If you don’t know much about video games and don’t much care, it is important to stop by Callanwolde and have a look at Temme Barkin-Leeds’ exhibit, Interference: Reactions to Shooter Video Games. These visually powerful works reveal a troubling connection between innocent oblivion and a culture of violence. The artist’s strategy is intriguing: she intends to defuse the allure of “shooter games” by subverting the imagery and sensibility of virtual violence. Shooter games call for the player to shoot as many antagonists as possible with a variety of weapons. A recent New Yorker blog, which explores the psychology of shooter games, explains that the player “becomes the weapon.” According to blogger Maria Konnikova, these games are better than crack and just as addictive. They’ve also been implicated in the lives of troubled kids who run amok and shoot people.
Barkin-Leeds’ paintings and her video installation capture the extent to which innocence and violence are bound in American culture, and demonstrate how they feed off one another. The jaunty emblems of the corporate world, the comforting jetsam of popular culture, the security of the kindergarten setting — all are implicated in making violence part of the fabric of American life.
Battlefield with Mickey D’s portrays the golden-arch logo and the merry red and white stripes at the center of a military maneuver. Lightning strikes the establishment, and the spotlight of an ominous war machine shines down into the awkwardly rendered commercial food box. Or, do the lightning strikes and spotlight emanate from the box? The “M’s” of the logo seem almost like the claws of a creature escaping to wreak havoc. How many have been comforted in combat by the thought of a Big Mac and fries? How many wars have we fought for a Happy Meal?
In Battlefield 4 with Kitty, a string of sausages threads through the picture, extruded from a machine illustrated in the style of a children’s book. Kitty (the “Hello Kitty” figure that adorns so many children’s accessories), shown here with angel wings, seems remarkably out of place on this battlefield. In the background, a host of Kitty-like angels are exploding out of a cannon. Our darling innocents are being groomed for slaughter The “Kitty” phenomenon is inane fodder for the sausage machine of violence.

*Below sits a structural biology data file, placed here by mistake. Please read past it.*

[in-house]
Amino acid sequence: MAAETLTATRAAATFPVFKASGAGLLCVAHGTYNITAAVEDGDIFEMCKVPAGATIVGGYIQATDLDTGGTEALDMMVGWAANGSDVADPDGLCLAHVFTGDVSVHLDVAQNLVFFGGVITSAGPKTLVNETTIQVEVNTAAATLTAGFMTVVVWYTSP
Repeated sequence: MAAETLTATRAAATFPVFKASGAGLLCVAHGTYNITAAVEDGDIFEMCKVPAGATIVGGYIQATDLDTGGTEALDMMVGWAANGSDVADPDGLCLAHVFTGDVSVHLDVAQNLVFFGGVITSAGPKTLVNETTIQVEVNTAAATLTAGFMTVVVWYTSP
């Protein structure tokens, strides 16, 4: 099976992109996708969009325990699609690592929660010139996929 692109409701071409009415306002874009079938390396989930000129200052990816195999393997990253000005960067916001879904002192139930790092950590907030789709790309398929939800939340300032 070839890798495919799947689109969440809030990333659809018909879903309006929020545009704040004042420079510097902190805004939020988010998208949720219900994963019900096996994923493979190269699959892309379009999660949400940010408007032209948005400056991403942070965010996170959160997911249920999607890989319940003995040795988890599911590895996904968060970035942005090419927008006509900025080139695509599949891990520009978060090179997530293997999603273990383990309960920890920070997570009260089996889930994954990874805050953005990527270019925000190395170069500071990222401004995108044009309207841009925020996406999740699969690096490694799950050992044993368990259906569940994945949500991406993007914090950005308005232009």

Barkin-Leeds uses composition and color to compelling effect. She is masterful in invoking a Futurist aesthetic of dynamic, clashing geometries that would nonetheless be at home on the bulletin board of a kindergarten classroom. Battlefield 4 with Dough Boy shows a dynamic interaction of angles, lines and circles that seems to represent Dough Boy’s amusing virtual reality as he gazes into what is almost certainly an electronic device.
Like our children, Dough Boy seems blissfully oblivious to any connection between virtual explosions and the reality of violence. We sanitize the physical and psychic environments of the young, determined to protect them from harsh realities. Is it any surprise they are fascinated with realms of violence that seem as make-believe to them as Mt. Olympus, leprechauns and Hogwarts?
Barkin-Leeds aims at disruption. In paintings, she impedes the flow of the shooter game in the image and perhaps the psyche (total immersion in seamless action is one source of viewers’ attraction to shooter games) by flattening the realistic imagery into two-dimensional components.
In her video, the show’s centerpiece, she accomplishes this with a crudely painted line that weaves through footage from the game Battlefield 3, which captures the Afghanistan war with convincing realism. The line sometimes encircles and thwarts action and sometimes creates images of American icons such as turkeys and apple pies.
Disrupting the flow of virtual reality through the interference of marks made by the human hand is agreeably jarring. The lines are raw compared to the slickness of the photographic imagery, but this rawness is precisely the source of their power to disrupt the illusion. At the end of the video, the entire screen is covered by the artist’s paint.
The larger paintings become somewhat repetitive, an effect Barkin-Leeds may have intended to demonstrate the monotony of the “shooter” trope. The smaller mixed-media works on paper — looser, more surrealistic and more visually nuanced — explore the subject with more emotion and complexity.
A small, colored-pencil drawing, Battlefield 4: Chest Pack, No Help, has an organic quality quite different from the other works in the show. In this image, the war vest with all its magical compartments has become fused with a human body that may be living or dead. This apparatus of war, which has been so deftly interwoven with the institutional values of American society, has become a part of our figurative or literal bodies–something we may not be able to get rid of easily.